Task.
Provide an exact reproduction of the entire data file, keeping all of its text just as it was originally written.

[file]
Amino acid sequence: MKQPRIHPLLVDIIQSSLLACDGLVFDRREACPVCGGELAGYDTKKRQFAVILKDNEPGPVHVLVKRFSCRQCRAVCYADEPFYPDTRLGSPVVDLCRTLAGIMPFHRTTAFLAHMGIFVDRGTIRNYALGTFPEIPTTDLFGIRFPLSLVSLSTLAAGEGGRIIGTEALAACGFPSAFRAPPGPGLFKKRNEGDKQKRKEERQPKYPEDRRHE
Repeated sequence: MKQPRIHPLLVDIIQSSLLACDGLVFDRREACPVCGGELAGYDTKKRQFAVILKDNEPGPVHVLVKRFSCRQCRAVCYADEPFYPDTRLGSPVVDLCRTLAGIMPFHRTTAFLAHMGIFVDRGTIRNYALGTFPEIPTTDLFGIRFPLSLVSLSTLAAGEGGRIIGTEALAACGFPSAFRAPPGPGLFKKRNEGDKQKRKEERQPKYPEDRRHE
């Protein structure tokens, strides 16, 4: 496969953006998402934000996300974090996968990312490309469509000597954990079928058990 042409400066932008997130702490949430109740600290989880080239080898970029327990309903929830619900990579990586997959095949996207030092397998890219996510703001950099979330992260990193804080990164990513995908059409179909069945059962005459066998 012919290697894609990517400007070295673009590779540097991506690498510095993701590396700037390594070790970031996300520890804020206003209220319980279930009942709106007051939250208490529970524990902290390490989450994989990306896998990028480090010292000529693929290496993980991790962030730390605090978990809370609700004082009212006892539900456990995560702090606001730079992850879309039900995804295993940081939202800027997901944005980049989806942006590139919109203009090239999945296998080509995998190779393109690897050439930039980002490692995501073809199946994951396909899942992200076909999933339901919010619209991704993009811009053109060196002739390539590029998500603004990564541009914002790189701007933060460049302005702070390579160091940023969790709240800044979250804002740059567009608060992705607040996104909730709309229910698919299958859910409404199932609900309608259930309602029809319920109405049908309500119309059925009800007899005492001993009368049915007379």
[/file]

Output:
Amino acid sequence: MKQPRIHPLLVDIIQSSLLACDGLVFDRREACPVCGGELAGYDTKKRQFAVILKDNEPGPVHVLVKRFSCRQCRAVCYADEPFYPDTRLGSPVVDLCRTLAGIMPFHRTTAFLAHMGIFVDRGTIRNYALGTFPEIPTTDLFGIRFPLSLVSLSTLAAGEGGRIIGTEALAACGFPSAFRAPPGPGLFKKRNEGDKQKRKEERQPKYPEDRRHE
Repeated sequence: MKQPRIHPLLVDIIQSSLLACDGLVFDRREACPVCGGELAGYDTKKRQFAVILKDNEPGPVHVLVKRFSCRQCRAVCYADEPFYPDTRLGSPVVDLCRTLAGIMPFHRTTAFLAHMGIFVDRGTIRNYALGTFPEIPTTDLFGIRFPLSLVSLSTLAAGEGGRIIGTEALAACGFPSAFRAPPGPGLFKKRNEGDKQKRKEERQPKYPEDRRHE
């Protein structure tokens, strides 16, 4: 496969953006998402934000996300974090996968990312490309469509000597954990079928058990 042409400066932008997130702490949430109740600290989880080239080898970029327990309903929830619900990579990586997959095949996207030092397998890219996510703001950099979330992260990193804080990164990513995908059409179909069945059962005459066998 012919290697894609990517400007070295673009590779540097991506690498510095993701590396700037390594070790970031996300520890804020206003209220319980279930009942709106007051939250208490529970524990902290390490989450994989990306896998990028480090010292000529693929290496993980991790962030730390605090978990809370609700004082009212006892539900456990995560702090606001730079992850879309039900995804295993940081939202800027997901944005980049989806942006590139919109203009090239999945296998080509995998190779393109690897050439930039980002490692995501073809199946994951396909899942992200076909999933339901919010619209991704993009811009053109060196002739390539590029998500603004990564541009914002790189701007933060460049302005702070390579160091940023969790709240800044979250804002740059567009608060992705607040996104909730709309229910698919299958859910409404199932609900309608259930309602029809319920109405049908309500119309059925009800007899005492001993009368049915007379």